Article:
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Human Factors Integration in ATM System Design/Principle 6: Conditions for Evaluating Prototypes

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Summary

Select appropriate conditions for evaluation: Evaluate day-to-day operations as well as critical situations.

Principle 6: Conditions for Evaluating Prototypes
Principle 6: Conditions for Evaluating Prototypes Icon: EUROCONTROL © (All rights reserved)

Usually, prototypes are tested under “lab” non-operational conditions to prove the concept and the potential rise in capacity. Equally important, however, is to demonstrate robust system performance under degraded conditions.

Evaluate day-to-day operations as well as critical situations

While Principle 5 suggested the usage of prototypes in general, this section discusses the conditions under which these prototypes should be tested.

Usually, prototypes are tested under “lab” non-operational conditions to validate new functions but also to demonstrate a rise in capacity to management and the project sponsor. This is absolutely reasonable, as every system design is an investment for the company. Therefore, the project should demonstrate that anticipated and actual benefits match. This is often done with a normal traffic volume where standard procedures apply, when all systems are working properly and when all positions are staffed. Under such conditions, it is relatively easy to demonstrate almost anything.

Actually, the real world is far from idealised. The main question for HF/E is: Is the system still able to put those anticipated benefits into effect, once confronted with the ruthless complexity that we experience in day-today operations? Therefore, prototypes should also be tested under abnormal conditions like extreme (high or low) workload, emergency situations, system failures and short-staffed situations.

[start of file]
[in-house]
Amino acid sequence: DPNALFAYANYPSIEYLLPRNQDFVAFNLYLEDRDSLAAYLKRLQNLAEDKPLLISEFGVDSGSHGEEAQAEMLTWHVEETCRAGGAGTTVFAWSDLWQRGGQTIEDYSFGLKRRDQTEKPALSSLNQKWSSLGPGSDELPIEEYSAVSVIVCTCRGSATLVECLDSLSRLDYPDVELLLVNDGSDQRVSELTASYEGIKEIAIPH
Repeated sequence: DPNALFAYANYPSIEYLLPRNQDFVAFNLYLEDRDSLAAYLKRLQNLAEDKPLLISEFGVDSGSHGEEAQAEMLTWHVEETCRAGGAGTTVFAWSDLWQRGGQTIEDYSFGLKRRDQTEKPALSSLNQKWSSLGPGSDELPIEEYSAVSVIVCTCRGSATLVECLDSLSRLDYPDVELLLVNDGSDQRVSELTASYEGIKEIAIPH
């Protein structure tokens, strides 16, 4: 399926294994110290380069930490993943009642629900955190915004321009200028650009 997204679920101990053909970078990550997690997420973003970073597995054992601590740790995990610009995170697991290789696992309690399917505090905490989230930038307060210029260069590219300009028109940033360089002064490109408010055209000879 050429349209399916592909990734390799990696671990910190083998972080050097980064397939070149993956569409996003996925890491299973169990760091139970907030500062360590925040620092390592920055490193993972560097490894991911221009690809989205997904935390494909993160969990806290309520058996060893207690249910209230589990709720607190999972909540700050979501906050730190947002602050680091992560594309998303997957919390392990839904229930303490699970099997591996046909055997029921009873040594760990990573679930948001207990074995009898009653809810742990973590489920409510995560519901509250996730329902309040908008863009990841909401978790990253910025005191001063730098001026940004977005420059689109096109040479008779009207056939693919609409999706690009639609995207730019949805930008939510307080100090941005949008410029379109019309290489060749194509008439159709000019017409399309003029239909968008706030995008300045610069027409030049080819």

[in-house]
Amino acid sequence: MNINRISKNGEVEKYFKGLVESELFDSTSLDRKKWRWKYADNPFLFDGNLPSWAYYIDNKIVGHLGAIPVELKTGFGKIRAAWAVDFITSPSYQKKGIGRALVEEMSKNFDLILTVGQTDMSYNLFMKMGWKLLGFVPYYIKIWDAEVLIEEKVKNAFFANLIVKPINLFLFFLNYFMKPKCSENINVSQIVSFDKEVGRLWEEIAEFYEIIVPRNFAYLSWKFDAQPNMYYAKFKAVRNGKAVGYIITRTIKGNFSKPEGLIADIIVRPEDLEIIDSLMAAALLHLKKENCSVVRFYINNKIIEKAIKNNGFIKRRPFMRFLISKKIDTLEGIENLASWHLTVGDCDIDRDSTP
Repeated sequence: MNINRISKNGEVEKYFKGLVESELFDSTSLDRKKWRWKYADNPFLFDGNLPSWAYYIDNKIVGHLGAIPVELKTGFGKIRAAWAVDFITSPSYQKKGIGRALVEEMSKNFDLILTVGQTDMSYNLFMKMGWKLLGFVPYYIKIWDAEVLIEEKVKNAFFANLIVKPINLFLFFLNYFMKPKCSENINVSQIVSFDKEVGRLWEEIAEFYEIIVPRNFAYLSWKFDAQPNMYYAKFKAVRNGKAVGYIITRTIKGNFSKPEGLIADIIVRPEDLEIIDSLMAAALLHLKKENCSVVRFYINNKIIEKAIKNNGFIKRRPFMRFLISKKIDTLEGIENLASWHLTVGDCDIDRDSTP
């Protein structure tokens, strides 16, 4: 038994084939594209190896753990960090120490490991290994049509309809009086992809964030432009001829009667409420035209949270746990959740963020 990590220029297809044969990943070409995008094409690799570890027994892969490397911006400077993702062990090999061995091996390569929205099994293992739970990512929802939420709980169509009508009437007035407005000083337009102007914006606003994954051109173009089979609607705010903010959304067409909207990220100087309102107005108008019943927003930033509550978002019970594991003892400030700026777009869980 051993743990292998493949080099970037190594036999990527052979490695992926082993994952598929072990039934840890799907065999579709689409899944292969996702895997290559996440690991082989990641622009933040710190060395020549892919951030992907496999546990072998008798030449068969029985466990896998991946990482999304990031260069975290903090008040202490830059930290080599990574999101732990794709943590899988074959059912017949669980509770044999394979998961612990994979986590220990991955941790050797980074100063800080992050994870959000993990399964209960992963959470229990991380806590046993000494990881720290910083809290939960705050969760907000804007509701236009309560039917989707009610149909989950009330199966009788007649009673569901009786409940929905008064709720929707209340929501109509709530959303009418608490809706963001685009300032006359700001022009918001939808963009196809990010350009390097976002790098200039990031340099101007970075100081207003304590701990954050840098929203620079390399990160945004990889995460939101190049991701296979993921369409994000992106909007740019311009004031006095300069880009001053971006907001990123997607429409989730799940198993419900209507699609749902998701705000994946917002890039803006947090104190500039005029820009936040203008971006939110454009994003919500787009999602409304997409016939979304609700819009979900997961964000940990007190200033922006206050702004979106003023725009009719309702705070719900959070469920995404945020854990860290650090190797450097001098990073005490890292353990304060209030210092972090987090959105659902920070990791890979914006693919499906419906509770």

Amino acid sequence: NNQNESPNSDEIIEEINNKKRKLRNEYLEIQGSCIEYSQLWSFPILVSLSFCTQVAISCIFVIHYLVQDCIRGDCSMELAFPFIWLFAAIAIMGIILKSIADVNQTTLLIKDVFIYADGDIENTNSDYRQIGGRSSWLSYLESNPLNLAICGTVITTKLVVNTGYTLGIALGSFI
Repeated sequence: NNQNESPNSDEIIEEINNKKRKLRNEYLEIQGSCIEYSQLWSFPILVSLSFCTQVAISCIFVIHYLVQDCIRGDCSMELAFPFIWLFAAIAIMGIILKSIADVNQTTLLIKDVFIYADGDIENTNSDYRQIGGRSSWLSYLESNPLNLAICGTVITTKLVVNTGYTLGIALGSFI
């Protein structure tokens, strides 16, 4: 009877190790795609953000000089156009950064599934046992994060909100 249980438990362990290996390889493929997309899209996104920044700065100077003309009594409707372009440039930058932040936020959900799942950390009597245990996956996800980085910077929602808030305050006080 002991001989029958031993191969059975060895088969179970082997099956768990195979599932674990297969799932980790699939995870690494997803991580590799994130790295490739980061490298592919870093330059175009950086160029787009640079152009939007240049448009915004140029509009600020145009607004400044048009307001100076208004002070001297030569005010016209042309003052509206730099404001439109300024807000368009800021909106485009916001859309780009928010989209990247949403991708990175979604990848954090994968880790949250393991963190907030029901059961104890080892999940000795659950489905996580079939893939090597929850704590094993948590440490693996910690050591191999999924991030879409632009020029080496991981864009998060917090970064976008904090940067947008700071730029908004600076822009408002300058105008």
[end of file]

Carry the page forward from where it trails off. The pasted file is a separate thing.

However, a test under degraded mode or abnormal operations should not be conducted under a safety case perspective, i.e. to identify what might go wrong. It is far more interesting to see how controllers adapt in these situations and how they are able to manage the growing complexity with the help of the system. What mechanism and strategies do controllers apply? Which redundancies are most important? Which workarounds become crucial? Does the system support or impede these workarounds? The system should provide enough resilience to gracefully extend the performance and safety boundary. Vice versa, the system should not act as if still in normal operation by enforcing workflows or delivering information that are not valid in exceptional situations.

Even under normal conditions, a design only works well if it allows the operators to continually adjust what they are doing to fit the situation (work-as-done). Unfortunately, the workflows implemented in the system often have a tendency to emphasises work as it should be done (work-as-imagined). Problems arise if there is a mismatch between work-as-done and work-as-imagined (cf. Hollnagel, 2014). An evaluation under varying conditions can help to make these human adaptations visible and identify possible gaps between work-as-imagined and work-as-done. These findings are very valuable for system design because they enable the system design to support the operators in situations where they need it the most: in high workload situations, with lots of uncertainty, exceptional situations and degraded system support.

Characteristics of Normal and Abnormal Operation Modes

Principle 6: Conditions for Evaluating Prototypes
Characteristics of Normal and Abnormal Operation Modes Icon: EUROCONTROL © (All rights reserved)


Source: White Paper on Human Factors Integration in ATM System Design, EUROCONTROL, 2019

The White Paper is available on Bookshelf here: White Paper on Human Factors Integration in ATM System Design